No documents to meet the pre-conditions have been submitted - and many of these pre-conditionssay "no development" until each individually has been met.
Substantial amounts of soil (including tarry contaminants) have been brought onto the site, to build up levels
for the work with excavators pulling up stumps etc. Yet one pre-condition says no
"No excavations/groundworks shall take place until a written scheme of archaeological investigation has
been submitted to and approved by the Local Planning Authority."
Other pre-conditions cover Japanese Knotweed (detailed scheme to be submitted and approved in writing) and
"No part of the development hereby permitted shall be commenced until a scheme detailing the measures necessary for the purposes of identifying chemical and other contaminants on the site and to ensure that the land is suitable for the proposed development has been submitted to and approved in writing by the Local Planning Authority."
It's pretty obvious this latter condition should have been fulfilled first. They've used some chemical on the
Knotweed without approval. But after the enforcement officer was called in, he just wrote (9 April)
I do not believe there was any deliberate intention to circumvent the conditions and I am happy with the progress made to date.
It appears they stopped further work on 9th April because another pre-condition says
Prior to the commencement of development, the eastern bank of the dock feeder shall be enclosed to mitigate against my potential for the pollution of that watercourse in accordance with a scheme of detail which shall first have been submitted to and approved by the Local Planning Authority.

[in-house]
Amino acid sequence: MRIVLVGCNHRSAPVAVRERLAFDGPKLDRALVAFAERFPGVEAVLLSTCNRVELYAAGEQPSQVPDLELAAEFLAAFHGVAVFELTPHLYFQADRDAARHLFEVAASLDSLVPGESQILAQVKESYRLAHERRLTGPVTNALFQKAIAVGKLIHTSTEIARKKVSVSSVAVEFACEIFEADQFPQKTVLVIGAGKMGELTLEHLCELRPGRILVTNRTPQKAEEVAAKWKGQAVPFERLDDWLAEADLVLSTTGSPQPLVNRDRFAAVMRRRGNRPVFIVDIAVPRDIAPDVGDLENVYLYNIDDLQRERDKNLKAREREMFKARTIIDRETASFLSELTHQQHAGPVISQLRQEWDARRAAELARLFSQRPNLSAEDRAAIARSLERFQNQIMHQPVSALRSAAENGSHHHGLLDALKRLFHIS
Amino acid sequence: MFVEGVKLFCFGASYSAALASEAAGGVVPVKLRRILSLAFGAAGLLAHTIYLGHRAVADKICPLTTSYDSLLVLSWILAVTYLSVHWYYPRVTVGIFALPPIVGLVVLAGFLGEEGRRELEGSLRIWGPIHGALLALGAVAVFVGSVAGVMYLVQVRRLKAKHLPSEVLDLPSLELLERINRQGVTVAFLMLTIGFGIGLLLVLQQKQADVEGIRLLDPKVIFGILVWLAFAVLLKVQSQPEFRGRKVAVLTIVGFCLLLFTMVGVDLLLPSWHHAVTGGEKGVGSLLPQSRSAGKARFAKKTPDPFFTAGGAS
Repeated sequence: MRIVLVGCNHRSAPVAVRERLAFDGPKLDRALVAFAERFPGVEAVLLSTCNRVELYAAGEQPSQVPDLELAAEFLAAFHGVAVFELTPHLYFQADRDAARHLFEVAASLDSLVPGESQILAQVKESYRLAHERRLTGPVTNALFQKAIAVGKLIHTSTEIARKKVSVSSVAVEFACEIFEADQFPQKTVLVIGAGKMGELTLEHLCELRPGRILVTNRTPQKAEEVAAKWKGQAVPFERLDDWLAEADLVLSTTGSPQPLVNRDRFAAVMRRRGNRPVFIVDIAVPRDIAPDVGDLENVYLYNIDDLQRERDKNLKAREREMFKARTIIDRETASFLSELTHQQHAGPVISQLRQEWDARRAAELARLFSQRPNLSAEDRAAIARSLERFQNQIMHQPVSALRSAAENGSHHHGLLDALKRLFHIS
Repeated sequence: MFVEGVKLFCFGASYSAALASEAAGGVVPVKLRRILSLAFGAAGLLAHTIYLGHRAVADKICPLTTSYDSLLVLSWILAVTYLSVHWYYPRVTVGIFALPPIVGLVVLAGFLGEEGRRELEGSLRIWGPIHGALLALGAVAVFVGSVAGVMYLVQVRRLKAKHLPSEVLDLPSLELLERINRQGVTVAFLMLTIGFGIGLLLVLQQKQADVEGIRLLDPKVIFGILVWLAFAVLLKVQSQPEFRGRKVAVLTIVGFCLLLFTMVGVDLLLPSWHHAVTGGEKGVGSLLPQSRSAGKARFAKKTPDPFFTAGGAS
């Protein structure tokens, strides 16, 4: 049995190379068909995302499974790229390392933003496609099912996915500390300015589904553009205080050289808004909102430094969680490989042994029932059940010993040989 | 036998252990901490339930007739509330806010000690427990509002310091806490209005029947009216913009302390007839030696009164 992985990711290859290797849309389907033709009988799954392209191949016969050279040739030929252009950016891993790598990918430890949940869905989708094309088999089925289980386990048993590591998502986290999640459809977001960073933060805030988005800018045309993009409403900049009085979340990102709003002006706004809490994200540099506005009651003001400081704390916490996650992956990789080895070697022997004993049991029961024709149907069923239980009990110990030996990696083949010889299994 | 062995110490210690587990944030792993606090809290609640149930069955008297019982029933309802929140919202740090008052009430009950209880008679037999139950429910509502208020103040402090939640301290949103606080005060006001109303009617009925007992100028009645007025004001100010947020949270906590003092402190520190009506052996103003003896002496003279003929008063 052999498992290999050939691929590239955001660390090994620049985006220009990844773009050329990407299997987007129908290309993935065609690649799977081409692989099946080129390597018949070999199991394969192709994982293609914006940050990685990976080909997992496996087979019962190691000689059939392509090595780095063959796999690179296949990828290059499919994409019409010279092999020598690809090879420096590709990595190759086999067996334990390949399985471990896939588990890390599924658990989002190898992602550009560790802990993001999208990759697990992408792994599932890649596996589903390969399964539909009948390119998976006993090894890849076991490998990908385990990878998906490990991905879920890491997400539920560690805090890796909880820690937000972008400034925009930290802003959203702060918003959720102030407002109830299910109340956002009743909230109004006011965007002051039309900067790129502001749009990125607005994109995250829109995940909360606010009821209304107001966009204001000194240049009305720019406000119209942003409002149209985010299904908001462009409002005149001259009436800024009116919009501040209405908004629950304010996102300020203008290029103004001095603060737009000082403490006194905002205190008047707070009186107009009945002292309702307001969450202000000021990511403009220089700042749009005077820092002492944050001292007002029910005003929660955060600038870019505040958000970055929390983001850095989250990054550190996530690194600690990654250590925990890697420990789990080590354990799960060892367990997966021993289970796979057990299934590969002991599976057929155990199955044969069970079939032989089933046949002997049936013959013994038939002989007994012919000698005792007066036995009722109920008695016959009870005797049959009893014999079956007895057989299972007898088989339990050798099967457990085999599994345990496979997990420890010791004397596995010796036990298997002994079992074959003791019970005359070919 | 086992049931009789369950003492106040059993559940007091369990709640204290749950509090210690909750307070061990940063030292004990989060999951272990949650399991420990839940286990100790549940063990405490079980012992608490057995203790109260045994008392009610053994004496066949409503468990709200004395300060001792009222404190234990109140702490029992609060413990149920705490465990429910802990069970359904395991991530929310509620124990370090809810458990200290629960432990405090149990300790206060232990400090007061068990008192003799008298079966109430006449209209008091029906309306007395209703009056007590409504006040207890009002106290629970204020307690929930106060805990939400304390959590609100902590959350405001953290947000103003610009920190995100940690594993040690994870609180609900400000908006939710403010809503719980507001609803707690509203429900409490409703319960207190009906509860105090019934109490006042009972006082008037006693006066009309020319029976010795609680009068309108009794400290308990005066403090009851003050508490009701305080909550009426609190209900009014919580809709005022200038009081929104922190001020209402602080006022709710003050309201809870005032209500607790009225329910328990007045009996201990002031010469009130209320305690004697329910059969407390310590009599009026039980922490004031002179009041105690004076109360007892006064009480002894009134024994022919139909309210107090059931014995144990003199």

That waits on the case officer Richard Cole's return after Easter to approve the fence plans.
The overall issue is whether the "Development" has started - unlawfully, as the pre-conditions have not been met.
The Council's officers responsible for chasing breaches of planning permits are known as "enforcement officer".
They replied on 9th April "we remain of the opinion that development to implement the planning permission has not commenced ."
However, their legal officer gave the criterion as commencing "operations" and used Lord Denning’s judgement that
“operations” cover “activities which result in some physical alteration to the land, which has some degree of permanence”.
Only to planning officers does cutting down mature trees not satisfy this definition. All the soil brought in has completely changed the
surface ecosystem as well as land levels, for those who would argue that mature trees are not part of the land (or landscape).
Note that if the College did not go ahead with the "development" there is no condition in the Early Access Licence requiring them to remove the polluted 'soil' and replant the area. They would have been allowed to despoil this part of the Park for nothing.
So watch this space! Will the enforcement officers continue to deny what's obvious to Denning's common man,
that there has been "some physical alteration to the land, which has some degree of permanence"?
And if they admit it's breaching planning controls, what action will they take?